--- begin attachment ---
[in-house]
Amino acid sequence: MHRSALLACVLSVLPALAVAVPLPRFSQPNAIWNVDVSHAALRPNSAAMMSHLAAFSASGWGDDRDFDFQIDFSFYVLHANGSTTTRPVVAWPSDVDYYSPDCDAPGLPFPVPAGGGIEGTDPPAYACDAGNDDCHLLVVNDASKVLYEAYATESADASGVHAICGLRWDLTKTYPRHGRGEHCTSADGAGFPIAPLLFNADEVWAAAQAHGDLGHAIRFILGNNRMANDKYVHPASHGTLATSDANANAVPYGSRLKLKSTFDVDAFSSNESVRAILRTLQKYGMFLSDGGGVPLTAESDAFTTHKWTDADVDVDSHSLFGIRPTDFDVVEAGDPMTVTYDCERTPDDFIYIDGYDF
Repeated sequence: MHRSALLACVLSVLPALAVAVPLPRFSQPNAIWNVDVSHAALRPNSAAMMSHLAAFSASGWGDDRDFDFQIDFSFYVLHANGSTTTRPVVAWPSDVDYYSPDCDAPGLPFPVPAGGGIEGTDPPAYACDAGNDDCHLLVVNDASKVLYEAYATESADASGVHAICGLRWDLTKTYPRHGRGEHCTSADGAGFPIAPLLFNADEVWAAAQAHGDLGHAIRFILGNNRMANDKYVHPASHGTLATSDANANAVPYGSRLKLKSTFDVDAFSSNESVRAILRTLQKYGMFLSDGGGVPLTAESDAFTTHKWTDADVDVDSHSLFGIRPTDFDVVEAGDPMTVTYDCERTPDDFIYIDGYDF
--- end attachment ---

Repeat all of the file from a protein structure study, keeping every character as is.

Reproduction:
[in-house]
Amino acid sequence: MHRSALLACVLSVLPALAVAVPLPRFSQPNAIWNVDVSHAALRPNSAAMMSHLAAFSASGWGDDRDFDFQIDFSFYVLHANGSTTTRPVVAWPSDVDYYSPDCDAPGLPFPVPAGGGIEGTDPPAYACDAGNDDCHLLVVNDASKVLYEAYATESADASGVHAICGLRWDLTKTYPRHGRGEHCTSADGAGFPIAPLLFNADEVWAAAQAHGDLGHAIRFILGNNRMANDKYVHPASHGTLATSDANANAVPYGSRLKLKSTFDVDAFSSNESVRAILRTLQKYGMFLSDGGGVPLTAESDAFTTHKWTDADVDVDSHSLFGIRPTDFDVVEAGDPMTVTYDCERTPDDFIYIDGYDF
Repeated sequence: MHRSALLACVLSVLPALAVAVPLPRFSQPNAIWNVDVSHAALRPNSAAMMSHLAAFSASGWGDDRDFDFQIDFSFYVLHANGSTTTRPVVAWPSDVDYYSPDCDAPGLPFPVPAGGGIEGTDPPAYACDAGNDDCHLLVVNDASKVLYEAYATESADASGVHAICGLRWDLTKTYPRHGRGEHCTSADGAGFPIAPLLFNADEVWAAAQAHGDLGHAIRFILGNNRMANDKYVHPASHGTLATSDANANAVPYGSRLKLKSTFDVDAFSSNESVRAILRTLQKYGMFLSDGGGVPLTAESDAFTTHKWTDADVDVDSHSLFGIRPTDFDVVEAGDPMTVTYDCERTPDDFIYIDGYDF